The mirrored plastic is now ready to be made into contact paper and applied where ever you'd like.

To do this first cut the plastic to a size you want and simply spray the backside with spray adhesive like 3M Super 77 or Krylon Spray Adhesive.  Let it set up for a minute to get tacky.

Next apply to your surface of choice.

Here we did some IKEA Malm drawer fronts and added Fiona O'verlays:
Click here for a more detailed "how to use with O'verlays" demo on our blog.
We are going to be running a series of ways to use it over the next week.

But the applications are endless.  
You can now add a silvered antique mirror anywhere without adding any extra thickness or depth, or having to worry about breaking glass.  And if you get tired of it just peel it off.


Sadie + Stella said...

You are a damn genius.

Flournoyfrance said...

another great project ... thank you....goes in my 2013 TO DO book!

Erin said...

Amazing!!! I can't tell you how excited this makes me! Thank you, thank you for sharing!!!

Ashley said...

Wow, wow, wow!

Unknown said...

Freakin awesome- oh the places this can go. Really good one!

Laurie said...

one word - Genius!!

My Interior Life said...

Wow! Just wow! It looks amazing, of course. I'm not sure I have the patience to do it, but I might one day. So glad you came up with the process for this! I've used the looking glass spray on the glass doors of my built-in cabinet in our family/living room and love it, but often wondered if I could make it more like foxed mirror. I think this would do it.

Unknown said...

FANTASTIC! I have been looking for an antique mirror alternative! Thanks so much.
xo Nancy

Amalia Athanaeleas said...

Holy cow, this is absolutely incredible! And the possibilities are ENDLESS! Wonderful job, definitely going to think of what I can do this with now :)

Heather Peterson said...

I'm starting to wonder how many times I have commented here that you are a genius. But let's add another to the list: you are a total genius!!!


Kat said...

That is so cool! I've got white Malm dressers waiting for overlays. I'm definitely going to do this! Unfortunately I'll have to wait until Spring and can spray paint.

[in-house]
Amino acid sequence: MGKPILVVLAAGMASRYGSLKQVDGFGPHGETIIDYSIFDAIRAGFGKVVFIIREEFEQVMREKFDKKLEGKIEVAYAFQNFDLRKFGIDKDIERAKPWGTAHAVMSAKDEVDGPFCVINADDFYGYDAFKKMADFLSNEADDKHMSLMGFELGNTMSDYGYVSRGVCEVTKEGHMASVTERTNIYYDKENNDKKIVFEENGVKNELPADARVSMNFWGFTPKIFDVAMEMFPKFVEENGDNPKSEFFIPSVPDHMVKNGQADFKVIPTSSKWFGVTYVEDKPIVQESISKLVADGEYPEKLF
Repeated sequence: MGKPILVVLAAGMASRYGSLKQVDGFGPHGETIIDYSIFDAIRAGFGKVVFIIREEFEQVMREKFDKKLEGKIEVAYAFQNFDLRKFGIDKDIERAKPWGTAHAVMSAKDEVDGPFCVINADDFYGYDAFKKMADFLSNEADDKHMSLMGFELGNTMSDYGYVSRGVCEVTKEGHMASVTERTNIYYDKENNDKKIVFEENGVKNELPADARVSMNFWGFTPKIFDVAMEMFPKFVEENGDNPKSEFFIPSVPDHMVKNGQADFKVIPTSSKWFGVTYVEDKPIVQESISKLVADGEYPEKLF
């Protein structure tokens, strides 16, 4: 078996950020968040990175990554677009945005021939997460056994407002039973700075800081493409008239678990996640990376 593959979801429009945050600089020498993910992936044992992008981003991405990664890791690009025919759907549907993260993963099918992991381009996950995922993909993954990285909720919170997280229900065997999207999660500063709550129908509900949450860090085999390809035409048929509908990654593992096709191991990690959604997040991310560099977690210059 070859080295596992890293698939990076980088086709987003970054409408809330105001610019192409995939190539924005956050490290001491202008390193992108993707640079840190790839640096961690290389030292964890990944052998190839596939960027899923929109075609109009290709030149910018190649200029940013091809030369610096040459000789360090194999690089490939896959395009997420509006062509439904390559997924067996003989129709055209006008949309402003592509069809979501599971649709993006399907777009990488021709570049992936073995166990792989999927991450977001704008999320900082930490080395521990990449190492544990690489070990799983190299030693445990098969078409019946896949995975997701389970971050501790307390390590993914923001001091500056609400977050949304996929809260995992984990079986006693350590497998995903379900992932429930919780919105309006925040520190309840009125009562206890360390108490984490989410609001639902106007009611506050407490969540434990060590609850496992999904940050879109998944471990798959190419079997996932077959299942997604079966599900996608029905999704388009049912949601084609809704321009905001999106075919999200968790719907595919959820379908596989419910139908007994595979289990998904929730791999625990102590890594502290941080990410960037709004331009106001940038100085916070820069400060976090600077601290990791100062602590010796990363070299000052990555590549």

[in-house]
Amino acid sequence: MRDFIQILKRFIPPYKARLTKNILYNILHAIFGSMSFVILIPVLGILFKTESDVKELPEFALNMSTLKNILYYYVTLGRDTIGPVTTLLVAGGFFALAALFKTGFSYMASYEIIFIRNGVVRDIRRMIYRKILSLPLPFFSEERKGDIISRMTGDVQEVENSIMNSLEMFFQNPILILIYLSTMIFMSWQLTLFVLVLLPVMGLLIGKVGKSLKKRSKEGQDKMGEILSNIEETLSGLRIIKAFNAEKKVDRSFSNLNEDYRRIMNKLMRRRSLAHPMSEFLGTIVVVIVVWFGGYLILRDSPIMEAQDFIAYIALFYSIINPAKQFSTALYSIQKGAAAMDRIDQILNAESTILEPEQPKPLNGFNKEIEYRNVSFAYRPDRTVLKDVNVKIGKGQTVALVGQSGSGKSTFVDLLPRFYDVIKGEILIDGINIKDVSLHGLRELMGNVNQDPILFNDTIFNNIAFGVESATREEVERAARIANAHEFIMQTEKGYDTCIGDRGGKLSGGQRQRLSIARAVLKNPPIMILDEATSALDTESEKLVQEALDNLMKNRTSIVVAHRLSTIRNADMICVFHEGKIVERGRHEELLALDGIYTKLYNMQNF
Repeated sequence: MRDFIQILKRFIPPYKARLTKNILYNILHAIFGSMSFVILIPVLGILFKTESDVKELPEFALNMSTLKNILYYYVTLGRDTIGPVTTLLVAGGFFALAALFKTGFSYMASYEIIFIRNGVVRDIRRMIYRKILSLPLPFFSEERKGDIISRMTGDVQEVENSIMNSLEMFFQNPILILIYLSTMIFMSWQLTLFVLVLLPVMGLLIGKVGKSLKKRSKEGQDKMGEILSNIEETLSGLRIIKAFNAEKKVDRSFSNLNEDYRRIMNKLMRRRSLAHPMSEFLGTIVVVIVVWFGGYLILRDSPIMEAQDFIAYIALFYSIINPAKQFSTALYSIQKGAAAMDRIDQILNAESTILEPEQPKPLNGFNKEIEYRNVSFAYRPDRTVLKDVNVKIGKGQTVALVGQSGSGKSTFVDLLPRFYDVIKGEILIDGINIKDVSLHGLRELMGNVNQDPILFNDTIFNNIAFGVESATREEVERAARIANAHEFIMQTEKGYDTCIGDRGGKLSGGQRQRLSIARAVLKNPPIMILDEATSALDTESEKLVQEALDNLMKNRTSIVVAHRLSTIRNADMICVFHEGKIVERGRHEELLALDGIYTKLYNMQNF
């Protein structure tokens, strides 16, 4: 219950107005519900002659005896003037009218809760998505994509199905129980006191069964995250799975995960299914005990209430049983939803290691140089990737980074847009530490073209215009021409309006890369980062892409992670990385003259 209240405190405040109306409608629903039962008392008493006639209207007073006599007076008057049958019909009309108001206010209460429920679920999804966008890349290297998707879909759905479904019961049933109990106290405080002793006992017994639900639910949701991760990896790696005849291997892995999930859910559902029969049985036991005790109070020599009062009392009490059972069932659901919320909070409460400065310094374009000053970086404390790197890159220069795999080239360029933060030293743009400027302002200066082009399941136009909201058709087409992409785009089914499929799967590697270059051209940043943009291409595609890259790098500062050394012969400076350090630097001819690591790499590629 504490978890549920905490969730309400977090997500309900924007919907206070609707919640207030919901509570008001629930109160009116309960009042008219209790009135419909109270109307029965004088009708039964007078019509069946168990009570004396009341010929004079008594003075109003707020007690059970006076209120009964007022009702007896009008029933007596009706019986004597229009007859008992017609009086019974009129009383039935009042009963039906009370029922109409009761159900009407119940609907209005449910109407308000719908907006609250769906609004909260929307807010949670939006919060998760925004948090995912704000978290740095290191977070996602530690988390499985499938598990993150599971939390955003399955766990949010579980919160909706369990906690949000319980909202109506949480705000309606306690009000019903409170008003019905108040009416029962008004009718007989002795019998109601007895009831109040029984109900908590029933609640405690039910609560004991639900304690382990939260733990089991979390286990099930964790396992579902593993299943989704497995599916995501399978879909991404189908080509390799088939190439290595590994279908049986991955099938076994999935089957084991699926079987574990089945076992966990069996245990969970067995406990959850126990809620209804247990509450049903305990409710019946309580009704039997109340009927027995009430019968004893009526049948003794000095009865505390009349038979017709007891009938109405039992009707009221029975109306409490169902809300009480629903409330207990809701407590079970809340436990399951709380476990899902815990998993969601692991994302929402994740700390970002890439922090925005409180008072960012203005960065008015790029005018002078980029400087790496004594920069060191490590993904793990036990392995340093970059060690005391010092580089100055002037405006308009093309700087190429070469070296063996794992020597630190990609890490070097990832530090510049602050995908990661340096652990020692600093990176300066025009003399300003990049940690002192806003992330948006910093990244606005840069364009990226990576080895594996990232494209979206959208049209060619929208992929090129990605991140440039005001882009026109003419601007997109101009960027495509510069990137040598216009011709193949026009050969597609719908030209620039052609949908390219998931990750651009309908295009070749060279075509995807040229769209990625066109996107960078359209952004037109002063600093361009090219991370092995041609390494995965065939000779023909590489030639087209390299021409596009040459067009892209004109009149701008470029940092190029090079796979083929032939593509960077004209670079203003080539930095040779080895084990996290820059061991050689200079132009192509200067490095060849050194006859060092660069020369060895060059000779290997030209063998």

A Perfect Gray said...

big fat kiss on the mouth for this...donna

The Sterling Cherub said...

Dude, you are freakin' BRILLIANT! I cannot tell you how happy I am to have stumbled upon this post (I follow your blog, but don't check my updates all the time). I've got a dresser and two bedside tables that have recessed areas with beveled molding around them, and I always thought the insets would look awesome with antiqued mirrors, but the expense and possible glass breakage has kept me from trying it. This method will be SO MUCH BETTER as a practical application to what I want to do with my furniture. I'm going to give it a try (*adds to my to-do list*) in the next few months. Maybe that will be the thing I need to kick my butt into gear to refinish these pieces!

Thank you for being a genius!

Homestyling101 said...

You are GENIUS!! This trick is going to make us Interior Designers look so good and stay within budget! I hope you don't mind if I share your "geniousness" on my blog!
Joanne @ Homestyling101

Linda Pakravan said...

You are a genius!

kayce hughes said...

So fabulous! I love it.

Anonymous said...

This is pretty much amazingness!


Donna Benedetto said...

Totally ingenious and keeps the project DIY versus having to send it to the glass shop etc.and keeps the cost down as well. Looks fabulous!!!

Rosemary said...

I am going to use this process in my artwork. Mind in a twirl!

Rosemary said...

I'm going to use this technique for a reverse glass painting that I've been puzzling over--thank you! My mind's in twirl!

High Cotton Style said...

Genius. I'm going to tackle this for the top of my coffee table this weekend!

Tobe | BIA said...

i might be stealing this for a shelving unit...was debating a mirrored back panel, but this would save serious dollas. Genius!

Kristen said...


Versimiltudes said...

Freaking Ah-MAZ-ing! Thanks!

Unknown said...

It is really awesome.I can't stop myself by trying this myself.

Glass Table Top said...

Great idea! You definitely nailed the antique look!

Shelly @Crafty Creative Studio said...

You are an absolute genius!! Way to go :)

Unknown said...
This comment has been removed by the author.
Unknown said...

Hi there! I'm so excited to start this project! Not sure if you'll know the answer to this but do you think a different clear lay will work? The store I'm going to only has the .003 clear lay but carries a thicker polyester film grafix by Dura-Lar. They mentioned that it's resistant to heat - will this be a problem? Thanks so much!

Hedy Laverdiere said...

That looks super cool. Am starting with not yet assembled ikea Rast dresser. Do you think it will work directly on wood instead of going with film?

Carasmiths ... said...

Happy to land here, will post on my blog soon!